Rishi Sunak accused of writing national service plan 'on back of a cigarette packet'

-Credit: (Image: Getty Images)
-Credit: (Image: Getty Images)


Rishi Sunak has been accused of dreaming up his national service plan on the back of a cigarette packet while enjoying a "duvet day".

The embattled Prime Minister wants 18-year-olds to either join the military for 12 months or do "volunteer" work one weekend a month for a year.

But the Conservatives have not said how the scheme would be enforced if people refused to take part - with fears being raised it could see youngsters jailed.

The policy - which has been derided by opposition parties - is viewed by many as a desperate appeal to older right-wing voters who have abandoned the Tories for Reform UK.

Ian Murray, the Shadow Scottish Secretary, today claimed Sunak's plan was "something that's been done on the back of a cigarette packet".

Referencing reports the PM had taken a break from campaigning on Saturday, the Labour MP quipped the scheme had been dreamed up "on the Prime Minister's day off - his duvet day".

Asked by the Record if Labour would rule out implementing a similar national service scheme, Murray said: "There is no scheme happening as this is a proposal from the Conservatives - if they don't win the election, it won't be coming in.

"It's another gimmick, like the Rwanda plan was a gimmick.

"They have no real answers to the big issues of the day, like the cost of living, jobs and the economy.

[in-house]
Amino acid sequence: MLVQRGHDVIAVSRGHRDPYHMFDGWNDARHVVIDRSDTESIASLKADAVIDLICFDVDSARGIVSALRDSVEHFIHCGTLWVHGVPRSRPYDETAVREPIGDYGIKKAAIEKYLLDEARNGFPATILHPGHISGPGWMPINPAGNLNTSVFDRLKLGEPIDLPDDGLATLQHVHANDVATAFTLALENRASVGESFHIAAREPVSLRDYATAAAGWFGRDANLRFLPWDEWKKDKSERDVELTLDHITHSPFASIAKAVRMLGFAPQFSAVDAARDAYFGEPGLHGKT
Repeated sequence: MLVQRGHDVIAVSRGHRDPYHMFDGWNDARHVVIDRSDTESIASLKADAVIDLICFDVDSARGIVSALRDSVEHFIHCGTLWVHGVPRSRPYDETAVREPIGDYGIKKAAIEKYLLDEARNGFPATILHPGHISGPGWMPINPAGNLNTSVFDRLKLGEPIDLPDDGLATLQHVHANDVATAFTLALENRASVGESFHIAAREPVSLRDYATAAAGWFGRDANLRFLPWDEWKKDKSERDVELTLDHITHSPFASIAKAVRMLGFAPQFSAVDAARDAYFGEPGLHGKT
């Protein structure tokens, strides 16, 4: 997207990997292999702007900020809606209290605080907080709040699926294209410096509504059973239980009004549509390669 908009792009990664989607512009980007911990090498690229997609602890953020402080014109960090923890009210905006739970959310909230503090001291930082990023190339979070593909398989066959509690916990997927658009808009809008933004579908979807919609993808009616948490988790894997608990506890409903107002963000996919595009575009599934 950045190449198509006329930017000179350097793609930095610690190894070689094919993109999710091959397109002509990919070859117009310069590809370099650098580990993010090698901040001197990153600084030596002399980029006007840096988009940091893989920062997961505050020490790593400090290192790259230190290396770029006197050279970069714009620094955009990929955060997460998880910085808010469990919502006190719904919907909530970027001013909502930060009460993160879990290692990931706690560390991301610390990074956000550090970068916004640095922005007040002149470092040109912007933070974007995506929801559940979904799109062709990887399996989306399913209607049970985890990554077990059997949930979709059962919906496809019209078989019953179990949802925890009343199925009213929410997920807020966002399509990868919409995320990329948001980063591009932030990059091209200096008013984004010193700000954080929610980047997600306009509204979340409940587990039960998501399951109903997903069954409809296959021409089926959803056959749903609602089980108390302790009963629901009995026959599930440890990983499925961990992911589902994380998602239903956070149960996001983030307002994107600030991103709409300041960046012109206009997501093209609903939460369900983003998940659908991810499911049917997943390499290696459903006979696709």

"So they are thrashing around with policies they have previously ruled out. Rishi Sunak previously ruled this out two years ago. David Cameron tried to do this 14 years ago and failed miserable.

"So it's more gimmick and gesture politics from a Prime Minister who is out of ideas."

The Prime Minister had earlier claimed the policy would help unite society in an “increasingly uncertain world” and give young people a “shared sense of purpose”.

Shadow work and pensions secretary Liz Kendall said: “This is an unfunded commitment, a headline-grabbing gimmick, it is not a proper plan to deliver it, it doesn’t deal with the big challenges facing young people who are desperate to get the skills and qualifications they need to get good jobs, to have a home they can call their own.”

The Tory plan would see 30,000 placements for “the brightest and best” in the Army while everyone else would carry out volunteer work instead, the Conservatives said.

The party claimed the programme would cost £2.5 billion a year by the end of the decade and plans to fund £1 billion through plans to “crack down on tax avoidance and evasion”.

The remaining £1.5 billion will be paid for with money previously used for the UK Shared Prosperity Fund (UKSPF).

That drew anger from the SNP today who warned it threatened funding for Scotland.

Amy Callaghan, SNP candidate for Mid Dunbartonshire, said: "The SNP will stand firm against Tory plans to slash Scotland’s funding and impose mandatory national service on young people – showing why it’s essential to vote SNP to get rid of the Tory government and put Scotland first."

Scottish Greens co-leader Patrick Harvie said: “Even by Rishi Sunak’s standards, this proposal is absurd, immoral and desperate.

“It has no place in a modern democracy, let alone in the manifesto of a party that is serious about governing.”

Sunak’s plan involves a royal commission to bring in expertise from across the military and civil society to establish the details of what he described as the “bold” national service programme.

The Conservatives said this commission would be tasked with bringing forward a proposal for how to ensure the first pilot is open for applications in September 2025.

After that, it would seek to introduce a new National Service Act to make the measures compulsory by the end of the next Parliament, the party said.

Home Secretary James Cleverly later said there would be no criminal sanctions for those who did not take part.

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